A little flash of sadness came across Santa Monica resident Bob Burket when he heard the intersection of Robson and Marine was being resurfaced, as it means saying goodbye to a little bit of history in the form of concrete road that’s nearly a century old.
Burket runs tri-weekly through this intersection, which is one of the last remaining areas containing a large amount of concrete from resurfacing that took place on the Westside in the early 1920s.
This particular intersection was established under Tract Map No. 9833 in 1927 and there are street plans with this date and several “1927” stamps in the existing concrete.
While Burket agrees it’s time for a new road surface, he said his interest in the resurfacing project stemmed from abiding interest in the former streetcars of Los Angeles, which in Santa Monica were represented by the Pacific Electric Red Cars.
“This has me alert for traces, which in turn led to an awareness of paving itself,” Burket said. “There were four ways of getting to Santa Monica on the Red Cars: San Vicente Boulevard, Santa Monica Boulevard, the route of the upcoming Expo Line (then called the Santa Monica Air Line), and Venice Boulevard and up through Venice and along Main Street. Anyhow, although there’s not much left (the last lines were abandoned 1950-53), the interest remains, and I notice surface structures.”
During the past several decades, he said he had noticed some areas around the city that had old concrete roads.
The roads he has examined include some North-South streets between Barrington and Bundy north of Olympic, Amherst Street in Santa Monica, and Barrington at Gateway about ten years ago.
Several other streets in Santa Monica have concrete pavement, the most notable being Olympic Boulevard.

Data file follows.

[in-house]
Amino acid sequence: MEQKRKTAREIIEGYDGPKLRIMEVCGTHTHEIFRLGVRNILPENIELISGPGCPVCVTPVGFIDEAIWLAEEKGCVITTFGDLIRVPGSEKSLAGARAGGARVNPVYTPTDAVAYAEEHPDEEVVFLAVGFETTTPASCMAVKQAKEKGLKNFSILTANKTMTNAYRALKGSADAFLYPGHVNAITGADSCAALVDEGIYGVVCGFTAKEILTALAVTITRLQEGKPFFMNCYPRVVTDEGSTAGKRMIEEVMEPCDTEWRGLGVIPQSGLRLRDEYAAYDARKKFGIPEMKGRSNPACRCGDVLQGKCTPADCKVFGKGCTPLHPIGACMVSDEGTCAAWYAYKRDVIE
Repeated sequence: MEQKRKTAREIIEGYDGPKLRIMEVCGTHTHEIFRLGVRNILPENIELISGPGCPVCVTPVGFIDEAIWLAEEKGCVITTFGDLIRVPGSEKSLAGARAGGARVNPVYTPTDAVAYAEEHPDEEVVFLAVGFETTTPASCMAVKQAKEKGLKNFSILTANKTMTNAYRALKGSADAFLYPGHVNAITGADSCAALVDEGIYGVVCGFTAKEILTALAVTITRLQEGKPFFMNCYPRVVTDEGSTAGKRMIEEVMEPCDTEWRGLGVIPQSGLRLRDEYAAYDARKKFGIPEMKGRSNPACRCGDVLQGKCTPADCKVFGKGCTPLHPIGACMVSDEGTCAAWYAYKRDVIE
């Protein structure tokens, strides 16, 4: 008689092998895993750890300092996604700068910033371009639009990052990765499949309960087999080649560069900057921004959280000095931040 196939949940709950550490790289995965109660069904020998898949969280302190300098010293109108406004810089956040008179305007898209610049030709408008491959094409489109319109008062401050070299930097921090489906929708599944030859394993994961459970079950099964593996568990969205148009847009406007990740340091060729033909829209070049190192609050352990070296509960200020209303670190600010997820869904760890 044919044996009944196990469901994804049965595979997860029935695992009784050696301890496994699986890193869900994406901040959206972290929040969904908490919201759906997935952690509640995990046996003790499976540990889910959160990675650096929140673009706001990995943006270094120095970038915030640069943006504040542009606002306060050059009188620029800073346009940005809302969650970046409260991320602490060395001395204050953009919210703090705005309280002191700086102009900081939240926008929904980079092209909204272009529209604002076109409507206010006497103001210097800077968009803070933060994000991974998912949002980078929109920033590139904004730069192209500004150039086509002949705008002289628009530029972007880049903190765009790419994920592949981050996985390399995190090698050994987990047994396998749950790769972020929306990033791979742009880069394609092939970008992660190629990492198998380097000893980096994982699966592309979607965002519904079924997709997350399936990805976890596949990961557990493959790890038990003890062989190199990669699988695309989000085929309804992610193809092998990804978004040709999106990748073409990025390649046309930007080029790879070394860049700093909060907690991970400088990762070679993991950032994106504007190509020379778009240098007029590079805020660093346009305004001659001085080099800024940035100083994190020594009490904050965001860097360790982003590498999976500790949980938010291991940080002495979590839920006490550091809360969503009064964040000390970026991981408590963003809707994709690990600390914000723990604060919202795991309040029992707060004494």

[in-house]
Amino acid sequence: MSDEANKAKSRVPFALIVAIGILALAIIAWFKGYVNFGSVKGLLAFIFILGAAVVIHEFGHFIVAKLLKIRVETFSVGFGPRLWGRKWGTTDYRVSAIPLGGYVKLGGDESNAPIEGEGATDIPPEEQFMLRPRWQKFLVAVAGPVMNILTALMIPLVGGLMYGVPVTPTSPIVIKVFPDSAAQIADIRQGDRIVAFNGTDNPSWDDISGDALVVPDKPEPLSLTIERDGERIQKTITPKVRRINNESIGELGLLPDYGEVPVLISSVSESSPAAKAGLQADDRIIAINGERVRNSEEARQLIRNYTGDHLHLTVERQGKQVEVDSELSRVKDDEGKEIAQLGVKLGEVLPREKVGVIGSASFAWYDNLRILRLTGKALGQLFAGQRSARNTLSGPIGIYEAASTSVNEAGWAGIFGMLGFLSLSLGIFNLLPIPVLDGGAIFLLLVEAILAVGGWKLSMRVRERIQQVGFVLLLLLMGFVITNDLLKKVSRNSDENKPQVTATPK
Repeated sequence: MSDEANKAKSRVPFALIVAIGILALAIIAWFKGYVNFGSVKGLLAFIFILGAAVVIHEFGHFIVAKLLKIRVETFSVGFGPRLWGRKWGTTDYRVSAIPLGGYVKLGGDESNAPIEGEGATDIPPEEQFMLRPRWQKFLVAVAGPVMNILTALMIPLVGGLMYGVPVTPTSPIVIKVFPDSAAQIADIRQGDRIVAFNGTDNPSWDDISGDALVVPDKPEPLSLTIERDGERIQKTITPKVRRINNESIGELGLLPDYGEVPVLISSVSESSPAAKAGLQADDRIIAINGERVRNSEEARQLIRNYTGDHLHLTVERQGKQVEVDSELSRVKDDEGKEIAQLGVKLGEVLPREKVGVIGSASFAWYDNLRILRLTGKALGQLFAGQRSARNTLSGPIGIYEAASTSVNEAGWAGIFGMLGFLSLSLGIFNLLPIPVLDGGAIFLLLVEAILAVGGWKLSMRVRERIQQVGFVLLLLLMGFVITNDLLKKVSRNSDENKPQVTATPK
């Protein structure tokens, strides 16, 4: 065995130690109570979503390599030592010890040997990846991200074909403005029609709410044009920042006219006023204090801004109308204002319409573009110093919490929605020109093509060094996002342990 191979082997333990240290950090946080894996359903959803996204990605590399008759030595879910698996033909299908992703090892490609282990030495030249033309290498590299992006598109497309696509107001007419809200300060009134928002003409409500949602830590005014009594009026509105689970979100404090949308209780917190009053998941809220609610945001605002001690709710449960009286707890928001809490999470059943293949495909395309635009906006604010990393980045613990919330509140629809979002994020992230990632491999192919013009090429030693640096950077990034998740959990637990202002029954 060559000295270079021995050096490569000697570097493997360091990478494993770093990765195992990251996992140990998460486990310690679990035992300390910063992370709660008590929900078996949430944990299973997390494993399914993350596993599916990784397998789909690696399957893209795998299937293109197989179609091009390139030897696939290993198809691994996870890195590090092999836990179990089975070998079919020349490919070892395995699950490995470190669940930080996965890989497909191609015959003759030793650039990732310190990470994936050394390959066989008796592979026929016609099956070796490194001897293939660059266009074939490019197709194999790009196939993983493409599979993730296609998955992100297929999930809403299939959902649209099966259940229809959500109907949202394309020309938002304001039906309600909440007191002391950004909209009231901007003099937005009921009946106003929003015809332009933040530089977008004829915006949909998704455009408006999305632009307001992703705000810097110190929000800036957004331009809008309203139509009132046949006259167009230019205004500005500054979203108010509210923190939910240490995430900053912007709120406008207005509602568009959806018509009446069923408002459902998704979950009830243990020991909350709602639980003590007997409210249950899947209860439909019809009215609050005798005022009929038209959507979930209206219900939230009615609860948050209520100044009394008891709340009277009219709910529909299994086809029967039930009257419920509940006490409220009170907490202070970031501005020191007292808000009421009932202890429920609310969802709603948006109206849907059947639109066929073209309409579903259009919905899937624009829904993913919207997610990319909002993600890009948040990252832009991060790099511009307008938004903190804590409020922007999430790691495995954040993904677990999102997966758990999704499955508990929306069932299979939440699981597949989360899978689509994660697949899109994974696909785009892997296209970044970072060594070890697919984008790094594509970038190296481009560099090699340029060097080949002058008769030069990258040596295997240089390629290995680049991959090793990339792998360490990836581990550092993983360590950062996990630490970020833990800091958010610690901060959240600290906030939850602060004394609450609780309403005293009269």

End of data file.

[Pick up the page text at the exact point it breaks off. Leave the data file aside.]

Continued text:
Martin Pastucha, City of Santa Monica Public Works Director, said other concrete streets included La Mesa Drive, Wellesley Drive, Bryn Mawr Avenue, and Pier Avenue; the latter three being within the same subdivision as Robson and Marine streets.
He said several walks leading from Ocean Avenue to the beach are also concrete as are a few streets with steep slopes such as Wilson Place east of Lincoln Blvd.
“It is likely that a few concrete streets in Santa Monica have either been replaced or paved-over with asphalt in the past,” he said. “The City is planning concrete panel repairs for La Mesa Drive as well as other concrete streets over the next several years if funds are available.”
Burket said the Robson and Marine intersection had previously had troughs dug for underground-piping repair and were filled-in with concrete, with the result that there is “no trough or roughness at the boundaries: no bump to the auto."
“That old pavement has lasted a whole lot longer than subsequent asphalt projects since the time, and I’ll miss this quite serviceable relic of seventy years ago,” he said.
The Robson and Marine intersection will in fact be replaced with new concrete – not asphalt – with completion scheduled for March 2012, according to Pastucha.
“The primary benefit of utilizing concrete is a longer lasting pavement that requires less maintenance,” Pastucha said. “Additional benefits are reduced heat-island effects, and erosion control for damage.”
The Marine Street project is 100 percent funded using the City’s allocation of federal transportation funds.
In addition, damaged sidewalks adjacent to the mature parkway trees will be replaced using a modular sidewalk system made from 100 percent post-consumer waste recycled plastic.
The City’s street maintenance crews have pioneered the use of rubber sidewalks to replaced sidewalks damaged by tree root growth for more than 10 years.
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